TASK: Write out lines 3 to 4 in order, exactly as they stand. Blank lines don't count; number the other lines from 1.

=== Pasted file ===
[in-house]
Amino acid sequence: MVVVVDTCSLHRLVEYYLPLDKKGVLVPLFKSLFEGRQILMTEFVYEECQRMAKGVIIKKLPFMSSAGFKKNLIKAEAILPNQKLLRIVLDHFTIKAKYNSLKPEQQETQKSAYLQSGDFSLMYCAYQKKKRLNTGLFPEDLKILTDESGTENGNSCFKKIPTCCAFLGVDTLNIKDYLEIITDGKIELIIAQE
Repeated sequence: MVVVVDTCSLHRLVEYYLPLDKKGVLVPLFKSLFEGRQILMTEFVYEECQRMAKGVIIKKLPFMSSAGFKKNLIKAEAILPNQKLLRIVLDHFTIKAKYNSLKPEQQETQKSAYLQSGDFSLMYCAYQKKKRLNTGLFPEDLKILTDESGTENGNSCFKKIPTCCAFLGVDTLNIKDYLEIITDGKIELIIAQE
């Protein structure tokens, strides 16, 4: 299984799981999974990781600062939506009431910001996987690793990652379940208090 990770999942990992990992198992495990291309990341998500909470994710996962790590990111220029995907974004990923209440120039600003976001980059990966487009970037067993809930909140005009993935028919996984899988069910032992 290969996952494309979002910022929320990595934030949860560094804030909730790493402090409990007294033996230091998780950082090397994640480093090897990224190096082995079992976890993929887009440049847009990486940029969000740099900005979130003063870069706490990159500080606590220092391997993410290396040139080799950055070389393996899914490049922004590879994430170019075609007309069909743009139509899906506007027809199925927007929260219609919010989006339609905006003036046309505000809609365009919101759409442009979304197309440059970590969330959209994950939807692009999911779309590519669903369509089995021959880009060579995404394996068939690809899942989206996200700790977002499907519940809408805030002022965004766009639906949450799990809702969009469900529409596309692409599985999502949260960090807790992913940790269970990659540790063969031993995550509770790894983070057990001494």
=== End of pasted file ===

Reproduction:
Repeated sequence: MVVVVDTCSLHRLVEYYLPLDKKGVLVPLFKSLFEGRQILMTEFVYEECQRMAKGVIIKKLPFMSSAGFKKNLIKAEAILPNQKLLRIVLDHFTIKAKYNSLKPEQQETQKSAYLQSGDFSLMYCAYQKKKRLNTGLFPEDLKILTDESGTENGNSCFKKIPTCCAFLGVDTLNIKDYLEIITDGKIELIIAQE
């Protein structure tokens, strides 16, 4: 299984799981999974990781600062939506009431910001996987690793990652379940208090 990770999942990992990992198992495990291309990341998500909470994710996962790590990111220029995907974004990923209440120039600003976001980059990966487009970037067993809930909140005009993935028919996984899988069910032992 290969996952494309979002910022929320990595934030949860560094804030909730790493402090409990007294033996230091998780950082090397994640480093090897990224190096082995079992976890993929887009440049847009990486940029969000740099900005979130003063870069706490990159500080606590220092391997993410290396040139080799950055070389393996899914490049922004590879994430170019075609007309069909743009139509899906506007027809199925927007929260219609919010989006339609905006003036046309505000809609365009919101759409442009979304197309440059970590969330959209994950939807692009999911779309590519669903369509089995021959880009060579995404394996068939690809899942989206996200700790977002499907519940809408805030002022965004766009639906949450799990809702969009469900529409596309692409599985999502949260960090807790992913940790269970990659540790063969031993995550509770790894983070057990001494």